Health IT Pulse

Jan 15 2013   12:03PM GMT

AHA letter calls for change in physicians’ EHR incentive eligibility

Alex Delvecchio Alex Delvecchio Profile: Alex Delvecchio

EHR incentive
meaningful use incentives
medicare EHR incentive program

The American Hospital Association (AHA) is requesting  changes be made to electronic health record (EHR) incentive reporting to include physicians who have been declared ineligible. The issue affects physicians who use the “Method 2” billing approach, which classifies them as “hospital-based” and excludes them from receiving both Medicaid and Medicare incentives. The AHA called this issue time-sensitive due to the Centers for Medicare and Medicare Services’ (CMS) statement that they would not resolve this issue before 2014, which is only a year before meaningful use penalties begin.

Criticisms aimed at the federal handling of the EHR incentive program have come from different corners of the industry lately. Physician Assistants (PAs) don’t qualify as eligible professionals for Medicare EHR incentives and are only eligible in limited cases for Medicaid, putting them in a similar position to the physicians cited in the AHA’s letter. PAs argued that they should be eligible for incentives because they are often frequent users of EHR technology in their care facilities. PAs commonly see a larger number of patients than physicians and some are also learning billing codes, as well.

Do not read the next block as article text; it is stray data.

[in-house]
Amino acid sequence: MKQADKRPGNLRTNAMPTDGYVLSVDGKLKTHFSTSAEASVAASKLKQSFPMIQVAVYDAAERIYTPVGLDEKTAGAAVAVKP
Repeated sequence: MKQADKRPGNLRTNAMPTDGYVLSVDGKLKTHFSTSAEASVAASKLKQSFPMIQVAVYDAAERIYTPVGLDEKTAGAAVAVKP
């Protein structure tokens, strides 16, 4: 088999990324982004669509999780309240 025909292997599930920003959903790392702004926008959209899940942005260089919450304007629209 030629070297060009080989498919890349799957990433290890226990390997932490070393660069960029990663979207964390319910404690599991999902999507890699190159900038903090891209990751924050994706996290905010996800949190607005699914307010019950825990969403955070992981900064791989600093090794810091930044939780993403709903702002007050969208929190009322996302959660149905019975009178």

An Office of the Inspector General (OIG) report stated there is not enough protection in place to ensure that meaningful use money is spent appropriately, in another recent indictment of the EHR incentive program. CMS was also criticized in this report for not thoroughly checking self-reported Medicare data from eligible hospitals. Health care organizations are not instructed on which reporting documents they should keep for their records, which is another criticism aimed at CMS.

The General Accountability Office (GAO) also published a report that was critical of meaningful use. The GAO report attempted to explain why the National Quality Forum (NQF) didn’t deliver electronic versions of meaningful use requirements in timely fashion. The final rules exceeded the original cost estimate and 44 of the 63 measures contained errors, in addition to the rules being delivered later than expected. The NQF worked on this project on behalf of the Department of Health and Human Services (HHS). The GAO’s report recommended HHS monitor the NQF more closely in order to reduce their mistakes.

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